The topics of security, navigation, surveying, communication and PR work were on the agenda of the cross-module SEEWA-training which took place in Hoya last weekend. 100 volunteers of the module north, middle and south were trained in theory and practice. SEEWA stands for the Rapid Deployment Unit Water and Sanitation Abroad of THW. The emergency unit is mainly deployed across the world after natural disasters such as earthquakes and floods, in order to supply the population in need with drinking water.
THW and the Swedish civil protection authority MSB have jointly started with the drinking water treatment for the south of Pakistan. Two months after the monsoon rain, the country still has to fight against the impact of the flood disaster. While the situation in the north of the country is slowly getting more stable, the south is still flooded.
The World Nutrition Programme and other UN organisations are setting up a base station in the Pakistani region of North Sindh for the coordination of the humanitarian help. They are supported by the aid alliance IHP (International Humanitarian Partnership). Since the end of August, THW has been a member of IHP. Two THW water experts accompany the 21-strong IHP-team, which will operate the base station in the town of Sukkur in the following six months.
In cooperation with the civil protection authorities from Sweden (MSB) and Denmark (DEMA), THW started its operations in Pakistan on Saturday. The area of operations is the province of Punjab, which has been particularly severely hit by the floods of the last weeks. The entire range of measures of THW is coordinated with the United Nations (UN) who is in charge of coordinating the operations on site.
Press release of the Federal Ministry of the Interior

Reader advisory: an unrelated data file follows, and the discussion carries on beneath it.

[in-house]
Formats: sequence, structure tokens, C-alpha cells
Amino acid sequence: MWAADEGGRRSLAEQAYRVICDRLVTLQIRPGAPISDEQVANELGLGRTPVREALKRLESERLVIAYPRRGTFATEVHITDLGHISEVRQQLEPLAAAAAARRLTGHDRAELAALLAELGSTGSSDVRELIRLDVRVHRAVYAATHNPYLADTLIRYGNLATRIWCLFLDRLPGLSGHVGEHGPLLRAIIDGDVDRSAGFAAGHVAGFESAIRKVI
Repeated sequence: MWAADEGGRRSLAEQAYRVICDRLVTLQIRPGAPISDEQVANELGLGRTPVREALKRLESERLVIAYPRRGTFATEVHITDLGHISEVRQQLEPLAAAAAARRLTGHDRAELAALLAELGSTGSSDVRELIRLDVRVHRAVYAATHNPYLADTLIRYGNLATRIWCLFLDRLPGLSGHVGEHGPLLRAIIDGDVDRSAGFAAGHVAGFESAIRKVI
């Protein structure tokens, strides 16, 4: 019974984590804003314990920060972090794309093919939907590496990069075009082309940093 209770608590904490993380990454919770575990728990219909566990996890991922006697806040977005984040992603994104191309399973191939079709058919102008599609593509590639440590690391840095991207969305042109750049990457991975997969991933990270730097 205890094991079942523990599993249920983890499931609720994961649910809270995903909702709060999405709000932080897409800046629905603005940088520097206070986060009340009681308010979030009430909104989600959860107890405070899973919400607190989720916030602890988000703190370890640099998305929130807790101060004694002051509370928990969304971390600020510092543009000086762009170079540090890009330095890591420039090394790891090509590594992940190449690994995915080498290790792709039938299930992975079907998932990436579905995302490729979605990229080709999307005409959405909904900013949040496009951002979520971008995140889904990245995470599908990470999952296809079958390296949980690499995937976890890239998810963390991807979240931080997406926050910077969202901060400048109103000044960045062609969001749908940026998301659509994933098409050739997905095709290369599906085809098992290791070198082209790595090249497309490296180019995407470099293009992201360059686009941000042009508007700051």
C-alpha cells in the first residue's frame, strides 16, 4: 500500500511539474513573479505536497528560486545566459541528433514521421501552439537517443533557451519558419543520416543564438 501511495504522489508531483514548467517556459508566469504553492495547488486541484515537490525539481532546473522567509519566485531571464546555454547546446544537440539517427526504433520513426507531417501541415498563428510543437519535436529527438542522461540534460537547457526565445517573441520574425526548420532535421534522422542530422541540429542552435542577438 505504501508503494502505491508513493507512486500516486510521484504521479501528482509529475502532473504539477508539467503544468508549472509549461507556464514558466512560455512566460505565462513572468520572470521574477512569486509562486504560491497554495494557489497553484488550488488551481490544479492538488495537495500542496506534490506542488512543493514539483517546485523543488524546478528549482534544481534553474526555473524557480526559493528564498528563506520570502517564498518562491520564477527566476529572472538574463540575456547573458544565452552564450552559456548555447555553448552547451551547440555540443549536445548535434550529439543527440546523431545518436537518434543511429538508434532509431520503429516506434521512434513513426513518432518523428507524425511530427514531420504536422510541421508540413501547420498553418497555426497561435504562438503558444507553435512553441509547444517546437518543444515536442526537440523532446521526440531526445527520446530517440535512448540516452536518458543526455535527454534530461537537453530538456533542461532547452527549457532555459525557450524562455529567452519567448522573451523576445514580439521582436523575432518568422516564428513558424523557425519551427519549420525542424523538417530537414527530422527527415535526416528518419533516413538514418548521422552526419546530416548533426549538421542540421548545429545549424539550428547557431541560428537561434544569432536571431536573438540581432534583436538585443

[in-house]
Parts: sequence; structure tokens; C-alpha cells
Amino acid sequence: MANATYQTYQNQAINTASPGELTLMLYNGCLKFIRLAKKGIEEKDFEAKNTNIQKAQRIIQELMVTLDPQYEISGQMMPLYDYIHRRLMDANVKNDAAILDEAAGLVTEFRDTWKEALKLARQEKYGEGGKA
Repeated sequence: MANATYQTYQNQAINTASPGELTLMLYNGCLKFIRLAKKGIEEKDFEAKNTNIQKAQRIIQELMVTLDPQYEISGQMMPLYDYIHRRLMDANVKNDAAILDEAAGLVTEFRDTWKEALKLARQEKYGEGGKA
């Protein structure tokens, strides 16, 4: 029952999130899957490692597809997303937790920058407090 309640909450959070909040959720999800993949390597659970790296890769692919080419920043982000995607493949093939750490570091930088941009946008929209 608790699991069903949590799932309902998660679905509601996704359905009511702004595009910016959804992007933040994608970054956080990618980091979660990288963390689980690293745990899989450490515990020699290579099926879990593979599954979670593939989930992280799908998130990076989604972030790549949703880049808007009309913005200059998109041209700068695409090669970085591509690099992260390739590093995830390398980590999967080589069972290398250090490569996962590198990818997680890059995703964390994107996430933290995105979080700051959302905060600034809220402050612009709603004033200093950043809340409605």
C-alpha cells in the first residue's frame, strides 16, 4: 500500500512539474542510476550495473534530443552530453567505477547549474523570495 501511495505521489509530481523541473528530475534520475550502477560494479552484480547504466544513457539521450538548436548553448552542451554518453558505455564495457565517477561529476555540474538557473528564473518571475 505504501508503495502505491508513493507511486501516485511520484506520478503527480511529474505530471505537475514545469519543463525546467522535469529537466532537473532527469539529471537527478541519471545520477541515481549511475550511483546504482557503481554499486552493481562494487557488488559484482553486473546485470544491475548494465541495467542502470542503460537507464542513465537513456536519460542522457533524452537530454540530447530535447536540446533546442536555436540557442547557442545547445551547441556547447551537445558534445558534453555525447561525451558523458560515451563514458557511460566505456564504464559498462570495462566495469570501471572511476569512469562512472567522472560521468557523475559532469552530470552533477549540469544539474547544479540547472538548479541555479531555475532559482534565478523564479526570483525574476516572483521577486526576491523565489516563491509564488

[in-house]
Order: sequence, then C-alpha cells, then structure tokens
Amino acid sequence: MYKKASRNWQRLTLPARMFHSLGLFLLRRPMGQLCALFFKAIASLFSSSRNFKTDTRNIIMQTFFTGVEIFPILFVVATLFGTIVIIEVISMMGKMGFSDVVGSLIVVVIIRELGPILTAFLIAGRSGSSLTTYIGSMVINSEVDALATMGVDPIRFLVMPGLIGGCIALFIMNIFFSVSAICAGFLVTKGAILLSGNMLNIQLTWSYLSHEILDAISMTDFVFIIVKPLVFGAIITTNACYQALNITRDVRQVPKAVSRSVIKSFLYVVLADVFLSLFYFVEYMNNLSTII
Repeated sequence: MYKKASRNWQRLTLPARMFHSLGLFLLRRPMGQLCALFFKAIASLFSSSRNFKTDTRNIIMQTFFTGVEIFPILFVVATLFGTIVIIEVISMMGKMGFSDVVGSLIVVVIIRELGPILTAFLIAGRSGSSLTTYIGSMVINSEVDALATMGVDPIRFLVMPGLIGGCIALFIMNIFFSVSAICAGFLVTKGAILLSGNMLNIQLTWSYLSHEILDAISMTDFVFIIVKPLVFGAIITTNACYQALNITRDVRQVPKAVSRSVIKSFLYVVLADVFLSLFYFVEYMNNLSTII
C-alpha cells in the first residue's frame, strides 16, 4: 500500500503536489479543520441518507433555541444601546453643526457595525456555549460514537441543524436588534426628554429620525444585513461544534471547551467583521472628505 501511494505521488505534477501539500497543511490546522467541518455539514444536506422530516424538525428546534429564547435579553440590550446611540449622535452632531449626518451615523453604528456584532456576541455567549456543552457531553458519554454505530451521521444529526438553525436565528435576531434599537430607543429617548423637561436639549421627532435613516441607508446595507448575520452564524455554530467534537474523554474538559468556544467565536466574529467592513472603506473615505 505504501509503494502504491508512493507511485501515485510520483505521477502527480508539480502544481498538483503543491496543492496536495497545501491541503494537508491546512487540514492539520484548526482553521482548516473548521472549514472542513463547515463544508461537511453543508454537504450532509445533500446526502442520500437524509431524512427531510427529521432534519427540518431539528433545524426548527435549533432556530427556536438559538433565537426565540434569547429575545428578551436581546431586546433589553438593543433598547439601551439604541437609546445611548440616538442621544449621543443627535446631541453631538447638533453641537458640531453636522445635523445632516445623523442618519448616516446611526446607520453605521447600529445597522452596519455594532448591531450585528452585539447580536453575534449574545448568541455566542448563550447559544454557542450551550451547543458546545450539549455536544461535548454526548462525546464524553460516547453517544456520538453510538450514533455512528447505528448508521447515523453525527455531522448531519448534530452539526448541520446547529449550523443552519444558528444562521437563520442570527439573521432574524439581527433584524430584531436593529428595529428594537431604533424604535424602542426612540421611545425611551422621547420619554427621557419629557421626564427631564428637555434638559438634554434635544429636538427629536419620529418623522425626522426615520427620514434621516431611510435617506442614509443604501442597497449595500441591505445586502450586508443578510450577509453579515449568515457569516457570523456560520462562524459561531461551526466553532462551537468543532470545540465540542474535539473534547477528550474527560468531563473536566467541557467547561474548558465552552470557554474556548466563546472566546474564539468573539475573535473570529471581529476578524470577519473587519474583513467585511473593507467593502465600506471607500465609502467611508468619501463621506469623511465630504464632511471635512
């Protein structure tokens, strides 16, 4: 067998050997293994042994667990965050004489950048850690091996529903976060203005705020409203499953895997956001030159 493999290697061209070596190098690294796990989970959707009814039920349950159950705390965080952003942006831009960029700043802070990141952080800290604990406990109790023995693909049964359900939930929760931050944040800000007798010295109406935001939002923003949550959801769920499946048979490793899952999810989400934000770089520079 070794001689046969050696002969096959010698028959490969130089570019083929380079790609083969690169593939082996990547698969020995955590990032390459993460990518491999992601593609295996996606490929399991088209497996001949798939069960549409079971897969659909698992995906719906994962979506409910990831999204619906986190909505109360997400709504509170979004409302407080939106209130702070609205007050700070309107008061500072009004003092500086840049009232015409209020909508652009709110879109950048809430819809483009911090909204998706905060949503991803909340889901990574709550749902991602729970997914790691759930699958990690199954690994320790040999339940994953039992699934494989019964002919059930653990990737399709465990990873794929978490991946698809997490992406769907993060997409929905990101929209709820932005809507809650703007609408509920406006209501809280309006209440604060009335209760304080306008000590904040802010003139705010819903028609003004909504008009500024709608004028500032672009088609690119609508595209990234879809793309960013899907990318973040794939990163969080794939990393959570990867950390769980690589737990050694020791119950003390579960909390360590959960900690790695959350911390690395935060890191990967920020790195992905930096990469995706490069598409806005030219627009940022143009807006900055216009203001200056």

Six months after the devastating earthquake in Haiti, the international relief measures are still working to capacity. On behalf of the European Community Humanitarian Office (ECHO), the Federal Agency for Technical Relief (THW) implements building measures in emergency camps in order to protect them against the approaching hurricane season. Furthermore, as part of the project financed by ECHO, THW sustains the Haitian civil protection authority DPC by means of training measures.
THW continues its humanitarian help for Haiti. On behalf of the Office for Humanitarian Help of the European Commission (ECHO), THW and the Haitian civil protection (DPC) cooperate in order to improve the living conditions of the people in emergency camps in Port-au-Prince. Additionally, by means of training measures, THW strengthens the development and the structure of DPC. With the distribution of drinking water THW also contributes to the supply of people who live in emergency camps.
Two four-person fact-finding teams from the Federal Agency Technische Hilfswerk (THW) are setting off tomorrow (Saturday) for Ghana and Uganda. Upon request of the Foreign Office and acting on the instructions of the Federal Ministry of the Interior, the teams will explore the situation in the severely flooded regions of both African countries.